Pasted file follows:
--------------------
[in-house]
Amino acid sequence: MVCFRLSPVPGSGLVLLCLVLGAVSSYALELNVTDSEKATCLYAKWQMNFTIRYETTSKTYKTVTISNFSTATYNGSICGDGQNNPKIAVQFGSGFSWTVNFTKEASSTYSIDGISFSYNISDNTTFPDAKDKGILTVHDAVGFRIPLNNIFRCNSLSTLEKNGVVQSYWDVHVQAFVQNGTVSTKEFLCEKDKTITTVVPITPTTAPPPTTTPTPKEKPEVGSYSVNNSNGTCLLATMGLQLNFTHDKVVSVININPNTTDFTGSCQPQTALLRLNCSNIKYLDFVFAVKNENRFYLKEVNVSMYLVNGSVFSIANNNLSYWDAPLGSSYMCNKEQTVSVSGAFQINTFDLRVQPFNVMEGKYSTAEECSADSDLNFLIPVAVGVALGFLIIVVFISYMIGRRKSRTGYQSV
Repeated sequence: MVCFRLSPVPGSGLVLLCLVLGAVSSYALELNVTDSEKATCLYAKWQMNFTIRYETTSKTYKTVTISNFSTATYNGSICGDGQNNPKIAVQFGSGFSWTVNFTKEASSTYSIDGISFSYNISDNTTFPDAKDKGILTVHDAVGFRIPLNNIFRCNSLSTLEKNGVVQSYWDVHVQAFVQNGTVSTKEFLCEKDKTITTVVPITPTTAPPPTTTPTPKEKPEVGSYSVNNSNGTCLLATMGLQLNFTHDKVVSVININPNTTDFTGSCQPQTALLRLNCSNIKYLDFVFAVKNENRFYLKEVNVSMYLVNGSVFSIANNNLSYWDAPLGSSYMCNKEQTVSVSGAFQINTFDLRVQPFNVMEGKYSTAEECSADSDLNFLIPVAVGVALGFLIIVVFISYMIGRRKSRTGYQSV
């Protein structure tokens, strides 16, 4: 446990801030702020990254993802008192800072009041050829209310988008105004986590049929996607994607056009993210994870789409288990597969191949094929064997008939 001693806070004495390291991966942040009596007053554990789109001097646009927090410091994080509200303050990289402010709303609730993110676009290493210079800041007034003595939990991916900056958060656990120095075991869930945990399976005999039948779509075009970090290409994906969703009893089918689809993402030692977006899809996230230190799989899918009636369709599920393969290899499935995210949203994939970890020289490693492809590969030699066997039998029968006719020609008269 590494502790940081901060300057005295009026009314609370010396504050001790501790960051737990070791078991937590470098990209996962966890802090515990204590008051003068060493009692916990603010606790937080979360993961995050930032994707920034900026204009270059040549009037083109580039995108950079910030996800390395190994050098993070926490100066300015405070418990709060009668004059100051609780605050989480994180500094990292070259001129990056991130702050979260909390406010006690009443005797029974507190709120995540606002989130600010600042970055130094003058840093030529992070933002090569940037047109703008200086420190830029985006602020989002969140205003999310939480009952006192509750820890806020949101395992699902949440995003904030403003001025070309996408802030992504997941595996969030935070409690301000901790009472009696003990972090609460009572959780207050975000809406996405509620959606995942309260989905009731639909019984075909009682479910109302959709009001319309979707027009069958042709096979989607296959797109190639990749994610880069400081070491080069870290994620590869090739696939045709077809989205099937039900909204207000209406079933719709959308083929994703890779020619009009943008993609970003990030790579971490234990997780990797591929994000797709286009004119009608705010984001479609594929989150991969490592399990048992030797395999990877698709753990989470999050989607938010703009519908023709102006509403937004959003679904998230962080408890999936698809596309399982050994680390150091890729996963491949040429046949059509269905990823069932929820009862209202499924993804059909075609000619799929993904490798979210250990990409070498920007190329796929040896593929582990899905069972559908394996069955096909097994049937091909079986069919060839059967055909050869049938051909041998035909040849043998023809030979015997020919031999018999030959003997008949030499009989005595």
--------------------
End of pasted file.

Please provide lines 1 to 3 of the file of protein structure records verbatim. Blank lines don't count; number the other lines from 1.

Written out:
[in-house]
Amino acid sequence: MVCFRLSPVPGSGLVLLCLVLGAVSSYALELNVTDSEKATCLYAKWQMNFTIRYETTSKTYKTVTISNFSTATYNGSICGDGQNNPKIAVQFGSGFSWTVNFTKEASSTYSIDGISFSYNISDNTTFPDAKDKGILTVHDAVGFRIPLNNIFRCNSLSTLEKNGVVQSYWDVHVQAFVQNGTVSTKEFLCEKDKTITTVVPITPTTAPPPTTTPTPKEKPEVGSYSVNNSNGTCLLATMGLQLNFTHDKVVSVININPNTTDFTGSCQPQTALLRLNCSNIKYLDFVFAVKNENRFYLKEVNVSMYLVNGSVFSIANNNLSYWDAPLGSSYMCNKEQTVSVSGAFQINTFDLRVQPFNVMEGKYSTAEECSADSDLNFLIPVAVGVALGFLIIVVFISYMIGRRKSRTGYQSV
Repeated sequence: MVCFRLSPVPGSGLVLLCLVLGAVSSYALELNVTDSEKATCLYAKWQMNFTIRYETTSKTYKTVTISNFSTATYNGSICGDGQNNPKIAVQFGSGFSWTVNFTKEASSTYSIDGISFSYNISDNTTFPDAKDKGILTVHDAVGFRIPLNNIFRCNSLSTLEKNGVVQSYWDVHVQAFVQNGTVSTKEFLCEKDKTITTVVPITPTTAPPPTTTPTPKEKPEVGSYSVNNSNGTCLLATMGLQLNFTHDKVVSVININPNTTDFTGSCQPQTALLRLNCSNIKYLDFVFAVKNENRFYLKEVNVSMYLVNGSVFSIANNNLSYWDAPLGSSYMCNKEQTVSVSGAFQINTFDLRVQPFNVMEGKYSTAEECSADSDLNFLIPVAVGVALGFLIIVVFISYMIGRRKSRTGYQSV